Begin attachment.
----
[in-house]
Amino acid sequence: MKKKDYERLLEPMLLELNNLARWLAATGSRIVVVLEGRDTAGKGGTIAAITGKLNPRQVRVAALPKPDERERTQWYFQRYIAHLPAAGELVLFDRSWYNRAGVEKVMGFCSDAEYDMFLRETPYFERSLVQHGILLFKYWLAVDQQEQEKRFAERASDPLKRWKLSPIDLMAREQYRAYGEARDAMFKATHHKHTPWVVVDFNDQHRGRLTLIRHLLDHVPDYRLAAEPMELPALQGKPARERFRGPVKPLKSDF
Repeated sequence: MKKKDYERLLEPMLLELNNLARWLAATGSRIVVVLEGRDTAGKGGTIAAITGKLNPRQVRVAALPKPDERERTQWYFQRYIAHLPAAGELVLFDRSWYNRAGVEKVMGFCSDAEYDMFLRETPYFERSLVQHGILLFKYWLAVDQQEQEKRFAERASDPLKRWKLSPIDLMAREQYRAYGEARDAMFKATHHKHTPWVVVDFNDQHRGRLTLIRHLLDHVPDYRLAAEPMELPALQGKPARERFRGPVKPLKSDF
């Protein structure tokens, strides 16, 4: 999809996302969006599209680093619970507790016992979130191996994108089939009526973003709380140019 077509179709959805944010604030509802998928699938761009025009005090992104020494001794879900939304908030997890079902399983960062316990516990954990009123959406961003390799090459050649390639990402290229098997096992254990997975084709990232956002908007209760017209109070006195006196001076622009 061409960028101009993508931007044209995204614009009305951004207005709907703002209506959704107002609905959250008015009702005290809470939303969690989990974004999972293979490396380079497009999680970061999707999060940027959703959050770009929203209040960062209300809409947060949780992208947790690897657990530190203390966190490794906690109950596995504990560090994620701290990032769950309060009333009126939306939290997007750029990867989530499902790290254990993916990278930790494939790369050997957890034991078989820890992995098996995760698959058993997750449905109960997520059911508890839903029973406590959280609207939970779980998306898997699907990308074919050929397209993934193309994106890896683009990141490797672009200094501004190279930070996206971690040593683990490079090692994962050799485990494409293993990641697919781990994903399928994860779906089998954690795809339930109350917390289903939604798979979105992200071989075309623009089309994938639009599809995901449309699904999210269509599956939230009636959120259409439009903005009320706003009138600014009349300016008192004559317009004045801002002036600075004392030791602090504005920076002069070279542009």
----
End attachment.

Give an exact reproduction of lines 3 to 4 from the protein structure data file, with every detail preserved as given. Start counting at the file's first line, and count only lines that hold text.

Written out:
Repeated sequence: MKKKDYERLLEPMLLELNNLARWLAATGSRIVVVLEGRDTAGKGGTIAAITGKLNPRQVRVAALPKPDERERTQWYFQRYIAHLPAAGELVLFDRSWYNRAGVEKVMGFCSDAEYDMFLRETPYFERSLVQHGILLFKYWLAVDQQEQEKRFAERASDPLKRWKLSPIDLMAREQYRAYGEARDAMFKATHHKHTPWVVVDFNDQHRGRLTLIRHLLDHVPDYRLAAEPMELPALQGKPARERFRGPVKPLKSDF
């Protein structure tokens, strides 16, 4: 999809996302969006599209680093619970507790016992979130191996994108089939009526973003709380140019 077509179709959805944010604030509802998928699938761009025009005090992104020494001794879900939304908030997890079902399983960062316990516990954990009123959406961003390799090459050649390639990402290229098997096992254990997975084709990232956002908007209760017209109070006195006196001076622009 061409960028101009993508931007044209995204614009009305951004207005709907703002209506959704107002609905959250008015009702005290809470939303969690989990974004999972293979490396380079497009999680970061999707999060940027959703959050770009929203209040960062209300809409947060949780992208947790690897657990530190203390966190490794906690109950596995504990560090994620701290990032769950309060009333009126939306939290997007750029990867989530499902790290254990993916990278930790494939790369050997957890034991078989820890992995098996995760698959058993997750449905109960997520059911508890839903029973406590959280609207939970779980998306898997699907990308074919050929397209993934193309994106890896683009990141490797672009200094501004190279930070996206971690040593683990490079090692994962050799485990494409293993990641697919781990994903399928994860779906089998954690795809339930109350917390289903939604798979979105992200071989075309623009089309994938639009599809995901449309699904999210269509599956939230009636959120259409439009903005009320706003009138600014009349300016008192004559317009004045801002002036600075004392030791602090504005920076002069070279542009």